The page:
Ian Hers: The question appears to be referring to the potential for mobile LNAPL to migrate from a source zone within fine-grained deposits to a nearby backfilled area with gravel. If the LNAPL source does not intersect the gravel deposits then the ability for LNAPL to migrate laterally will depend on the capillary properties of the fine-grained material. As indicated in the training slides, a relatively large displacement head would be required for LNAPL to overcome capillary resistance (the surface tension described above) and migrate into unimpacted soil pores. Once in gravel, much less displacement head would be needed.

Remaining Simulcast Questions and Answers from August 3, 2010, LNAPL Part 1 class

Question 1: Please send me some literatures how to measure residual NAPL saturation level in soil and API database mentioned during the Q/A session. - Environmental Consultant

Mark Adamski: The API database and other API LNAPL tools can be obtained from the API website at http://www.API.org/LNAPL

The Database is included in the interactive guide. It can be found here: http://www.api.org/ehs/groundwater/lnapl/lnapl-guide.cfm

The LNAPL Part I Links to Additional Resources page includes two papers that I presented at the NGWA hydrocarbons conference in 2003 and 2005, both I believe were in Costa Mesa California. The 2003 paper titled Residual Saturation: What is it? How is it measured? How should we use it? is a light discussion about the issues around the use of residual saturation on our environmental problems. It also has some good references on residual papers that did most of the early work. The 2005 paper by Colin Johnston of CSIRO presents some work the CSIRO did for BP on determining an f-factor for soil types other than the sands that Dr. Kueper and Steffy determined f-factors for in ~1993 and 1997. Note, I think Waddill and Parker were the first to use the term f-factor in his 1997 paper (reference for that one is below).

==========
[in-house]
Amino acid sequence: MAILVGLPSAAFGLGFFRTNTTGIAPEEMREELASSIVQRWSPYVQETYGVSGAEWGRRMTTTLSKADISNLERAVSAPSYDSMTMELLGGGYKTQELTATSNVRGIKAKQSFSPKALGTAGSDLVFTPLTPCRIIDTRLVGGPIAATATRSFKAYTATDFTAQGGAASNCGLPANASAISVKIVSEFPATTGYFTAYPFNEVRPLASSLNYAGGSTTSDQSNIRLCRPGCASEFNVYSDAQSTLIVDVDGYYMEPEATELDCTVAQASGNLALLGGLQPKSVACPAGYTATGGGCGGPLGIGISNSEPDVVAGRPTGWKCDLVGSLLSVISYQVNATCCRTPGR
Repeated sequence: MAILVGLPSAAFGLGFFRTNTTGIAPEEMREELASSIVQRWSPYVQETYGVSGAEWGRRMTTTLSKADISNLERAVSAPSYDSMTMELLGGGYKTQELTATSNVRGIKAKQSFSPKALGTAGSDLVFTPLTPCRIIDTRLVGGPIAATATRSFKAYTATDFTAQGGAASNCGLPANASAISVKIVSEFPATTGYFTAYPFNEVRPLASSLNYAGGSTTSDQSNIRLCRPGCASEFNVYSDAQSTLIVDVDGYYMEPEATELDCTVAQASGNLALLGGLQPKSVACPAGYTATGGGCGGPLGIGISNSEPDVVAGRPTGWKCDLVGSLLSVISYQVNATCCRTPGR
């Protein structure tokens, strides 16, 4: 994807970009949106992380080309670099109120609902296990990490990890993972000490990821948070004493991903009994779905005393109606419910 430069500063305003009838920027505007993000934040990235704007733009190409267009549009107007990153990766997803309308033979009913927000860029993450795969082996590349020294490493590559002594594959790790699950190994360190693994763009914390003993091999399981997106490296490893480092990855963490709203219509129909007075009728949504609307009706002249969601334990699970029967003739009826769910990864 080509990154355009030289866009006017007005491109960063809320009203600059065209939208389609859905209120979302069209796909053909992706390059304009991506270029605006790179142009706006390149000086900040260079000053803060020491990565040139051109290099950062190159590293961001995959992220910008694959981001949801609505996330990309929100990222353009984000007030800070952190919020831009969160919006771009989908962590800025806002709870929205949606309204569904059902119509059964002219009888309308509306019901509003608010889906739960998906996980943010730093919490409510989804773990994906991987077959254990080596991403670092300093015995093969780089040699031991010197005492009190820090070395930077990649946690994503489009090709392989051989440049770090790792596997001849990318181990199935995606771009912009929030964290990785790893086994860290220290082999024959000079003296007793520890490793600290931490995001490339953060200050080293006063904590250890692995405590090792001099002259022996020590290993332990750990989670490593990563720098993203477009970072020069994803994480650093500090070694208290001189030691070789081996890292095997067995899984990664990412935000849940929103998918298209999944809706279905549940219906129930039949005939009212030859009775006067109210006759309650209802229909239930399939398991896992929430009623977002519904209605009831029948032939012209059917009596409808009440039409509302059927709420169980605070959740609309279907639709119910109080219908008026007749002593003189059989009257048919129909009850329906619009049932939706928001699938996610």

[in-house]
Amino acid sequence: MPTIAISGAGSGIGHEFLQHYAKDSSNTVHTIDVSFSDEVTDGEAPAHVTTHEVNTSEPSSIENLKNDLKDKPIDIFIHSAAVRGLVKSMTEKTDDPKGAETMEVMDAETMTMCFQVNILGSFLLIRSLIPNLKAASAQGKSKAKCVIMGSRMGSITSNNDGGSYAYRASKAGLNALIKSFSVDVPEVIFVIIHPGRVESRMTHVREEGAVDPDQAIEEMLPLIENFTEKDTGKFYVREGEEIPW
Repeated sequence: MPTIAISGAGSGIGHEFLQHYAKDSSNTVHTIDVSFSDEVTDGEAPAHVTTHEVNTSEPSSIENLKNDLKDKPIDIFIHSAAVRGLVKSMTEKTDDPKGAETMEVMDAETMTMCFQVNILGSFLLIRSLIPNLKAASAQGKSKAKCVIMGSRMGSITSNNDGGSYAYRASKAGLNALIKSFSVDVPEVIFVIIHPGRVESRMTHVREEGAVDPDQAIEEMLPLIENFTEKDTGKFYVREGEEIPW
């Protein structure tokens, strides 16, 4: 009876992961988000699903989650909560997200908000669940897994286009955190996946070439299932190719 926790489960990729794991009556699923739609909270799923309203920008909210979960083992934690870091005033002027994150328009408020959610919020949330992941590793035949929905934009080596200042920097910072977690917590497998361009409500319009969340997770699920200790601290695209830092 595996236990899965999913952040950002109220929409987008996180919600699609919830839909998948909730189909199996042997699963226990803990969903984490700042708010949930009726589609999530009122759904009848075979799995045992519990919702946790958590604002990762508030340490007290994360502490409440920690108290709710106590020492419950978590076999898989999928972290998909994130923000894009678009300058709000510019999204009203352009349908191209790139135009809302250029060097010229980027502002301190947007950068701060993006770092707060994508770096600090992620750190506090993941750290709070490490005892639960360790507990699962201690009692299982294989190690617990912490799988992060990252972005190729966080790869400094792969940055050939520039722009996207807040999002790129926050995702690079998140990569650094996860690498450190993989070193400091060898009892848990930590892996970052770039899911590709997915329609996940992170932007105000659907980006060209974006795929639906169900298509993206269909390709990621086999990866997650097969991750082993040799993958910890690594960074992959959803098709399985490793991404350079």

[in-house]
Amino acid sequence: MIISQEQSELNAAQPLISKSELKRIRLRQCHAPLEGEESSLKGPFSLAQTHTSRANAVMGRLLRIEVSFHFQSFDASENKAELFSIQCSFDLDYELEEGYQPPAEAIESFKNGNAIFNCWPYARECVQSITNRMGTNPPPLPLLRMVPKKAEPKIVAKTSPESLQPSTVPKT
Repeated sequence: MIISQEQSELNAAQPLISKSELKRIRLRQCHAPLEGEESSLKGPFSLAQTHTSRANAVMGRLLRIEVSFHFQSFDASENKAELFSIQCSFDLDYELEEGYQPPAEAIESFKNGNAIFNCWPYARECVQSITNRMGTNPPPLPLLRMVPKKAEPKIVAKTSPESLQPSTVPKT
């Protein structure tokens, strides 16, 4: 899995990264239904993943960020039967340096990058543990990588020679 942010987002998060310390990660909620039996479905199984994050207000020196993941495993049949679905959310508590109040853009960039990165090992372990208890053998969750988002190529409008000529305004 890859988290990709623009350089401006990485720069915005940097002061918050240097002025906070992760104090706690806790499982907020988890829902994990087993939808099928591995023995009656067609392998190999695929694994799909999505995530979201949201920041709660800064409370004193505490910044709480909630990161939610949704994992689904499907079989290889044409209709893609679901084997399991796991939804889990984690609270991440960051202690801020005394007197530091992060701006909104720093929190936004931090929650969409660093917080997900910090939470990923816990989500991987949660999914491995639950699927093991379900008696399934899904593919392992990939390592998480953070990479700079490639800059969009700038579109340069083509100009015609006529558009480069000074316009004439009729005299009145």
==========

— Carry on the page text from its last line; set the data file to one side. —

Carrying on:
As far as a quick summary on how to determine residual LNAPL saturation, here is my personal take (not BPs, not APIs):

1) Residual in concept is simple and elegant; in practice at real sites it is infinitely variable and hence infinitely complicated. From a detailed technical perspective I don?t think we can (or ever will) speak in absolutes. However, we do know when we are close to residual in a general sense or below it in a general sense.

2) Residual is a function of the soil type and the maximum oil saturation that soil has contained (initial oil saturation). Therefore, with the Shark-fin LNAPL distribution, even if you had a homogeneous soil you would have a varying LNAPL residual saturation as a result of the different LNAPL initial saturations.

3) Methods for determining site specific residual saturations:

a. In the past I have used/proposed using a reasonable f-factor for the soils at your site. Serious problems with this approach include:

i. You almost never have an idea of the initial (max) LNAPL saturation. So, if you apply the f-factor you will always be above residual when you start. We know in many cases that is not true.

ii. Soils vary, so will your f-factor

iii. It costs a fortune to determine an f-factor, so I would just say use an f-factor that is published for a soil that is similar to the soil at your site

b. Some (me included) have used laboratory tests including the 1000-G Centrifuge test and Water imbibition tests. Serious problems with this approach include:

i. Lab conditions are not field conditions and can exert pressures higher than possible in the field (conservative) or can potentially deform the soils inhibiting oil flow (potentially non-conservative)

ii. Sites are heterogeneous. Can you be sure you collected a core at field conditions and submitted to the lab for testing that is representative of the zones that produce the oil at you sites. Generally is hard to verify this. I would maintain that this is the biggest problem with this method and is non-conservative. Example of this is can be seen on slide 57 of the ITRC LNAPL Part one training. Tests for residual saturation were run at 3 vertical locations: approximately 15, 16 and 29 feet. Where measured field LNAPL saturations appear to be ~ 9, 9, and 7 percent respectively. While no residual sample was collected at 13, 14, 37, 38, and 41 ft where the measured field saturation was ~15.5, 18, 13.5, 15.5, and 15 percent respectively.